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40,000 years taken for light to reach here?

by adjacent
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adjacent
#1
Jun12-14, 10:49 AM
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http://svs.gsfc.nasa.gov/vis/a010000/a011500/a011537/
Quote Quote by NASA's Goddard Space Flight Center
The light that illuminates our planet is made deep inside the sun and takes some 40,000 years to travel through the sun’s layers. Particles of light form from atoms undergoing nuclear fusion in the sun’s innermost layer known as the core. The light then flows through the sun’s interior for millennia, slowly bubbling up like water in a boiling pot. It eventually bursts past the sun’s surface, called the photosphere, and rises into the solar atmosphere. Once in the atmosphere—made up of the chromosphere and corona—the light streams out through the solar system.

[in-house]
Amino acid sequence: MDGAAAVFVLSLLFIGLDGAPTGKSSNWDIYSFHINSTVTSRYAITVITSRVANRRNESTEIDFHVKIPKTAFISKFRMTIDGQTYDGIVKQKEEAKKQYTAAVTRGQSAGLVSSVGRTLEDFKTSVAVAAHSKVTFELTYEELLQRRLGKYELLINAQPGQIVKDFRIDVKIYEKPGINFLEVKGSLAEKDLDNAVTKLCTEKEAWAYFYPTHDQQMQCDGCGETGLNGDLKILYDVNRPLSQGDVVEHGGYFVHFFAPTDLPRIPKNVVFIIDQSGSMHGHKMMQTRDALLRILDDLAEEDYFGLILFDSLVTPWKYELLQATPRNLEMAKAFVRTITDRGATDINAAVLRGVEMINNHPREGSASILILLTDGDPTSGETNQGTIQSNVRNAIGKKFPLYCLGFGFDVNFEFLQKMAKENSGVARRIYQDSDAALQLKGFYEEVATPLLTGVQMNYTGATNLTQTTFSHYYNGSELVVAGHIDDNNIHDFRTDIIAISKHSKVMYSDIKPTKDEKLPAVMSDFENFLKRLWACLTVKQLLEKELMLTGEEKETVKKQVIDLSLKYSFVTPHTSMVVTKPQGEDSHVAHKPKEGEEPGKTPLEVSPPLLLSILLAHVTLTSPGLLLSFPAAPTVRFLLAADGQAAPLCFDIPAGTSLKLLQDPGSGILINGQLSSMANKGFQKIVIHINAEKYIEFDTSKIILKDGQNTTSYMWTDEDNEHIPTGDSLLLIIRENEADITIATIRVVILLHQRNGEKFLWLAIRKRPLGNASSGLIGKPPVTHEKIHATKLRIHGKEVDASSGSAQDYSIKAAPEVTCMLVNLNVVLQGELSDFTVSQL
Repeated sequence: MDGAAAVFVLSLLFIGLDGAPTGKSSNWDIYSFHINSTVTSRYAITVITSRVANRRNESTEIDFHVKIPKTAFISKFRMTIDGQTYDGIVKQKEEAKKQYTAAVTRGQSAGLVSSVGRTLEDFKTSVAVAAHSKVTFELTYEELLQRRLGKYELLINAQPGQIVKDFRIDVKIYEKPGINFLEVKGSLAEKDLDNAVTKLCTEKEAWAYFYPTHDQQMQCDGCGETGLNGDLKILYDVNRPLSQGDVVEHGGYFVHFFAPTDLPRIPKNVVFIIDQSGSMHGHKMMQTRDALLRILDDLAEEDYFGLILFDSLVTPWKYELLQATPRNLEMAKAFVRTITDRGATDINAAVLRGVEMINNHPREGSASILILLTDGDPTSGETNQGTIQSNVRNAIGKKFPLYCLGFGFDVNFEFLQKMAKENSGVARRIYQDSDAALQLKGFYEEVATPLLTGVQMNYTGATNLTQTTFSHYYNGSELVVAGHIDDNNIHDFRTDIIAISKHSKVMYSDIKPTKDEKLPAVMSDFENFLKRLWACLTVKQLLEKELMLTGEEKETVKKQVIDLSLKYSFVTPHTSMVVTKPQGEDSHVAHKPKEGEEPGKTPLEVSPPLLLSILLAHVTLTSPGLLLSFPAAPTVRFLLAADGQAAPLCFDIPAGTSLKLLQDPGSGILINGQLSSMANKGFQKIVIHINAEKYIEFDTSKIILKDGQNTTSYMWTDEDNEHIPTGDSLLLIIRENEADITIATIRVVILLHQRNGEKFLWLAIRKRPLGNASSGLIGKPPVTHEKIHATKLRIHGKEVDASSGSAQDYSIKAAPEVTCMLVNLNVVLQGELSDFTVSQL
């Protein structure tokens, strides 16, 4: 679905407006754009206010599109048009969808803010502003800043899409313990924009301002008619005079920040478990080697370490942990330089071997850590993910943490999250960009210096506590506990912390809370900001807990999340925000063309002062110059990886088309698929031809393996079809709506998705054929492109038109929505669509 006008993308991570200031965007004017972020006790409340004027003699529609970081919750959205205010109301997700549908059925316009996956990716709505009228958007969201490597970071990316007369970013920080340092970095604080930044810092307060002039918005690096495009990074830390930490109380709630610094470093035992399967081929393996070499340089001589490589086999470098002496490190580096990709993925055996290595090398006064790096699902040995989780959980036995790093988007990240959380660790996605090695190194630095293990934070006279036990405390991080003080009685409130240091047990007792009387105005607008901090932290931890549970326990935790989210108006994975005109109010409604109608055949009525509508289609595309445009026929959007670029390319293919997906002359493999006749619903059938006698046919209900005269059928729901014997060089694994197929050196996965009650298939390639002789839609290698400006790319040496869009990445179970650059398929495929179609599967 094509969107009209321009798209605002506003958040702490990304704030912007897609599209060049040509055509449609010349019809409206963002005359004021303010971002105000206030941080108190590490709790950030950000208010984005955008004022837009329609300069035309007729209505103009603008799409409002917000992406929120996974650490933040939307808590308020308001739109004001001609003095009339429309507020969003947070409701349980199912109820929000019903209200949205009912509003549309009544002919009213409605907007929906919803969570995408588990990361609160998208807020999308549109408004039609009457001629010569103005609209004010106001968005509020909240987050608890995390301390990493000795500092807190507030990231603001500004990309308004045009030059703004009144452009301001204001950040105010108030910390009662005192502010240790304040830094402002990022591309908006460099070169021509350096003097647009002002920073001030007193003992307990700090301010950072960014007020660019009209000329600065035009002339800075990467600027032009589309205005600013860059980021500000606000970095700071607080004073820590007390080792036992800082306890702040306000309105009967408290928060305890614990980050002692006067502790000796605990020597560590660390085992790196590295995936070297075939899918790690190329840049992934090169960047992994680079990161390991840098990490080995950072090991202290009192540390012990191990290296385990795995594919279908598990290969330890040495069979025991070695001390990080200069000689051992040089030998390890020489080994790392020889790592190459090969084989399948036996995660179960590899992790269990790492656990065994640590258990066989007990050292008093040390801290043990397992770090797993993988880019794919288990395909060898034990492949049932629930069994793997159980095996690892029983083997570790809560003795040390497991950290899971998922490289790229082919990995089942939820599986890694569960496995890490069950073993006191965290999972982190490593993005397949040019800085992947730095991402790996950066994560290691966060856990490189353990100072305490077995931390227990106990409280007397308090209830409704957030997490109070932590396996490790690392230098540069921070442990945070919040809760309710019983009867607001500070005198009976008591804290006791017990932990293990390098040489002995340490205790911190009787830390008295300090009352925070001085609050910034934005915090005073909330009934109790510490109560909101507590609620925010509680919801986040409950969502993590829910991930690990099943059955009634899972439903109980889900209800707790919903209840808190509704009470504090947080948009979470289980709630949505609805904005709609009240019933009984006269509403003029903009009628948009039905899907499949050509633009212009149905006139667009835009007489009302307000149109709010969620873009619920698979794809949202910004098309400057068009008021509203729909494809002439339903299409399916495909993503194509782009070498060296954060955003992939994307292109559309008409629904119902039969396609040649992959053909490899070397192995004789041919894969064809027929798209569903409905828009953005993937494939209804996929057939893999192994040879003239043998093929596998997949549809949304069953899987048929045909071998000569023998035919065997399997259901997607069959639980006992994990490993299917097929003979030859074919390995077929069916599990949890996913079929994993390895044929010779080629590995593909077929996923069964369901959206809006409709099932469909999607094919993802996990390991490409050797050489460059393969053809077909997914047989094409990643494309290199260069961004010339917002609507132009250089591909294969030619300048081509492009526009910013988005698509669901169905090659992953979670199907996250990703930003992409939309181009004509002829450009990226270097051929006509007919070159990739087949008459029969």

This is so confusing. If light travels at the speed of light, c, then how can it take 40,000 year to get out from the sun?
Photons undergo fusion? hahaha. I never knew that
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enorbet
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Jun12-14, 10:58 AM
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Because the photons do not travel in a straight line to the Earth, it is estimated that on average it takes 40K years. Because of extreme density and high energy, the photons "take the extreme scenic route" bouncing about "3 steps forward and 2 steps back" a truly ridiculous number of times and in seemingly random directions. Incompetent slackers, the lot.

*Whew ! I really need coffee!
adjacent
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Jun12-14, 11:03 AM
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What about nuclear fusion of photons?

Bill_K
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Jun12-14, 11:14 AM
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40,000 years taken for light to reach here?

I believe it means "atoms undergoing nuclear fusion". Also, it's not really correct to say it's all one photon involved in the 40,000 year trip. In fact, from https://en.wikipedia.org/wiki/Solar_core: